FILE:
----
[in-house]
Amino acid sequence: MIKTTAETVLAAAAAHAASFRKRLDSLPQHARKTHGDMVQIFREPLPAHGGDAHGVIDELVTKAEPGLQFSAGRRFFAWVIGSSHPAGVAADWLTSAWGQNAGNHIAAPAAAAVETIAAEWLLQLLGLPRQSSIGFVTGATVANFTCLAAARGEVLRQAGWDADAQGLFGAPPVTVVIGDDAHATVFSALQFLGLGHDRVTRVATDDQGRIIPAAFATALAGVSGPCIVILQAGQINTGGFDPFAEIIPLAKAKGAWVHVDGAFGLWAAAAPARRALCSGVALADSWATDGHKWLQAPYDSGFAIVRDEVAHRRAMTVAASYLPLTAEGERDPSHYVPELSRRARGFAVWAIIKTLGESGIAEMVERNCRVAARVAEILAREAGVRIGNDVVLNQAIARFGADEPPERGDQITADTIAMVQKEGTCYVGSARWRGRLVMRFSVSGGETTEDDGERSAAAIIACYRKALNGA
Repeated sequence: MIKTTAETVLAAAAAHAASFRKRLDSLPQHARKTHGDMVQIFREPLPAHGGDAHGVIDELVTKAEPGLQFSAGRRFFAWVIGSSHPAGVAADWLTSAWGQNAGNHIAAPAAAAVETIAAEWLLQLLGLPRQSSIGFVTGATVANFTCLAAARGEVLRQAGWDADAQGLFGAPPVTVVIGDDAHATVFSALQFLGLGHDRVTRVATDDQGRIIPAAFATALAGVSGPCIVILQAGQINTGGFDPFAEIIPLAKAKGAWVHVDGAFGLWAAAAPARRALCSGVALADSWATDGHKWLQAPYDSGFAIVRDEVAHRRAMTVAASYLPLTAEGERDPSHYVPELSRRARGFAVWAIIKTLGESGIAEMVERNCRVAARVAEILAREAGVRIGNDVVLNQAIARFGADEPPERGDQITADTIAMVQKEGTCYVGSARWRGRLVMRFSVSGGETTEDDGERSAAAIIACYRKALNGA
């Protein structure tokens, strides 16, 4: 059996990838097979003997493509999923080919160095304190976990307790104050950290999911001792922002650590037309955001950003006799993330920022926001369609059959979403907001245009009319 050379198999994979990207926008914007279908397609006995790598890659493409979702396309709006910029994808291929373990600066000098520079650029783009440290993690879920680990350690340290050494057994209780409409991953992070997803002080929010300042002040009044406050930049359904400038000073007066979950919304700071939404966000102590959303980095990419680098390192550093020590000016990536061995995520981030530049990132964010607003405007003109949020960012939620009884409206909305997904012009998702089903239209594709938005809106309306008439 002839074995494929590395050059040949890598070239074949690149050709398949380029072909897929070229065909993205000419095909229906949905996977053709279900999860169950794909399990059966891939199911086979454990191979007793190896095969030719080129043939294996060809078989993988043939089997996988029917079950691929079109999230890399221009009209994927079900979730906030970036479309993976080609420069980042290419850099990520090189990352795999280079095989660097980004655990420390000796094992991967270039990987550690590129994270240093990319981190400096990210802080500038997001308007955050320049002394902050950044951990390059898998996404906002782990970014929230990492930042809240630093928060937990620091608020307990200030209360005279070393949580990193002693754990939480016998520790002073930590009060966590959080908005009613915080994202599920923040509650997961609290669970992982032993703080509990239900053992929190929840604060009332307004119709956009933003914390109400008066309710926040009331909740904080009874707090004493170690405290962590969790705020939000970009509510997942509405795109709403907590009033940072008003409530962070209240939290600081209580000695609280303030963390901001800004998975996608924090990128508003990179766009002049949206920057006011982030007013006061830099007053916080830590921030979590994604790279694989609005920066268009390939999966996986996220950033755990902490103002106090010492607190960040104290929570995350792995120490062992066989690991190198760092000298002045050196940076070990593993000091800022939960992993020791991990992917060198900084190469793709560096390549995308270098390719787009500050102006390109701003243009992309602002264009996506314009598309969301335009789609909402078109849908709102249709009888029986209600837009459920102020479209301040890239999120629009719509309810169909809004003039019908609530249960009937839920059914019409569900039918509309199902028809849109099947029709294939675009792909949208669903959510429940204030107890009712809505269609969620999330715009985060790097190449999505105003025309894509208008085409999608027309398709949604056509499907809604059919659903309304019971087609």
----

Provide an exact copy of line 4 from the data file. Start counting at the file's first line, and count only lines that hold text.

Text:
């Protein structure tokens, strides 16, 4: 059996990838097979003997493509999923080919160095304190976990307790104050950290999911001792922002650590037309955001950003006799993330920022926001369609059959979403907001245009009319 050379198999994979990207926008914007279908397609006995790598890659493409979702396309709006910029994808291929373990600066000098520079650029783009440290993690879920680990350690340290050494057994209780409409991953992070997803002080929010300042002040009044406050930049359904400038000073007066979950919304700071939404966000102590959303980095990419680098390192550093020590000016990536061995995520981030530049990132964010607003405007003109949020960012939620009884409206909305997904012009998702089903239209594709938005809106309306008439 002839074995494929590395050059040949890598070239074949690149050709398949380029072909897929070229065909993205000419095909229906949905996977053709279900999860169950794909399990059966891939199911086979454990191979007793190896095969030719080129043939294996060809078989993988043939089997996988029917079950691929079109999230890399221009009209994927079900979730906030970036479309993976080609420069980042290419850099990520090189990352795999280079095989660097980004655990420390000796094992991967270039990987550690590129994270240093990319981190400096990210802080500038997001308007955050320049002394902050950044951990390059898998996404906002782990970014929230990492930042809240630093928060937990620091608020307990200030209360005279070393949580990193002693754990939480016998520790002073930590009060966590959080908005009613915080994202599920923040509650997961609290669970992982032993703080509990239900053992929190929840604060009332307004119709956009933003914390109400008066309710926040009331909740904080009874707090004493170690405290962590969790705020939000970009509510997942509405795109709403907590009033940072008003409530962070209240939290600081209580000695609280303030963390901001800004998975996608924090990128508003990179766009002049949206920057006011982030007013006061830099007053916080830590921030979590994604790279694989609005920066268009390939999966996986996220950033755990902490103002106090010492607190960040104290929570995350792995120490062992066989690991190198760092000298002045050196940076070990593993000091800022939960992993020791991990992917060198900084190469793709560096390549995308270098390719787009500050102006390109701003243009992309602002264009996506314009598309969301335009789609909402078109849908709102249709009888029986209600837009459920102020479209301040890239999120629009719509309810169909809004003039019908609530249960009937839920059914019409569900039918509309199902028809849109099947029709294939675009792909949208669903959510429940204030107890009712809505269609969620999330715009985060790097190449999505105003025309894509208008085409999608027309398709949604056509499907809604059919659903309304019971087609």